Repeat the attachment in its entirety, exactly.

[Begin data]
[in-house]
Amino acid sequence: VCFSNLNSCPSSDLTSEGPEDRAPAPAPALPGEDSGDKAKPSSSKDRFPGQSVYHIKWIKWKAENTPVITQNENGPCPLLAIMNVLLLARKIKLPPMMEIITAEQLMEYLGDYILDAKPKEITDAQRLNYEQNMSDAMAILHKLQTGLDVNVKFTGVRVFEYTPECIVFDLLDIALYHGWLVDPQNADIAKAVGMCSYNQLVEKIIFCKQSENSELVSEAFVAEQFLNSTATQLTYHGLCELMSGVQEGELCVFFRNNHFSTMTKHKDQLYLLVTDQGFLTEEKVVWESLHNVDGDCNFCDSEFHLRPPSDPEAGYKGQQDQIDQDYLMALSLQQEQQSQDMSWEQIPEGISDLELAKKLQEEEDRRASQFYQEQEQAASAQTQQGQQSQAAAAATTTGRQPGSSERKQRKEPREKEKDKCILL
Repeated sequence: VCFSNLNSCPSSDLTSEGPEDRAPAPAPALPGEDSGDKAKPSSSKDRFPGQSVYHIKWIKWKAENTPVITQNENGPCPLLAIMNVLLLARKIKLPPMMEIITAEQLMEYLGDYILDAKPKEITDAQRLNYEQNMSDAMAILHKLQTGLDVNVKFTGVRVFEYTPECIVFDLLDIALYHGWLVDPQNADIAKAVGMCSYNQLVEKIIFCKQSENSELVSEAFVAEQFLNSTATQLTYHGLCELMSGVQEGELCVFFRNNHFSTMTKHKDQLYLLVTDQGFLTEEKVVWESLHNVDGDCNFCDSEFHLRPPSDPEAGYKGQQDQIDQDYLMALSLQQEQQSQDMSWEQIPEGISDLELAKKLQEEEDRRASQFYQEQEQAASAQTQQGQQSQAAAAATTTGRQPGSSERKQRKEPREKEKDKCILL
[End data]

[in-house]
Amino acid sequence: VCFSNLNSCPSSDLTSEGPEDRAPAPAPALPGEDSGDKAKPSSSKDRFPGQSVYHIKWIKWKAENTPVITQNENGPCPLLAIMNVLLLARKIKLPPMMEIITAEQLMEYLGDYILDAKPKEITDAQRLNYEQNMSDAMAILHKLQTGLDVNVKFTGVRVFEYTPECIVFDLLDIALYHGWLVDPQNADIAKAVGMCSYNQLVEKIIFCKQSENSELVSEAFVAEQFLNSTATQLTYHGLCELMSGVQEGELCVFFRNNHFSTMTKHKDQLYLLVTDQGFLTEEKVVWESLHNVDGDCNFCDSEFHLRPPSDPEAGYKGQQDQIDQDYLMALSLQQEQQSQDMSWEQIPEGISDLELAKKLQEEEDRRASQFYQEQEQAASAQTQQGQQSQAAAAATTTGRQPGSSERKQRKEPREKEKDKCILL
Repeated sequence: VCFSNLNSCPSSDLTSEGPEDRAPAPAPALPGEDSGDKAKPSSSKDRFPGQSVYHIKWIKWKAENTPVITQNENGPCPLLAIMNVLLLARKIKLPPMMEIITAEQLMEYLGDYILDAKPKEITDAQRLNYEQNMSDAMAILHKLQTGLDVNVKFTGVRVFEYTPECIVFDLLDIALYHGWLVDPQNADIAKAVGMCSYNQLVEKIIFCKQSENSELVSEAFVAEQFLNSTATQLTYHGLCELMSGVQEGELCVFFRNNHFSTMTKHKDQLYLLVTDQGFLTEEKVVWESLHNVDGDCNFCDSEFHLRPPSDPEAGYKGQQDQIDQDYLMALSLQQEQQSQDMSWEQIPEGISDLELAKKLQEEEDRRASQFYQEQEQAASAQTQQGQQSQAAAAATTTGRQPGSSERKQRKEPREKEKDKCILL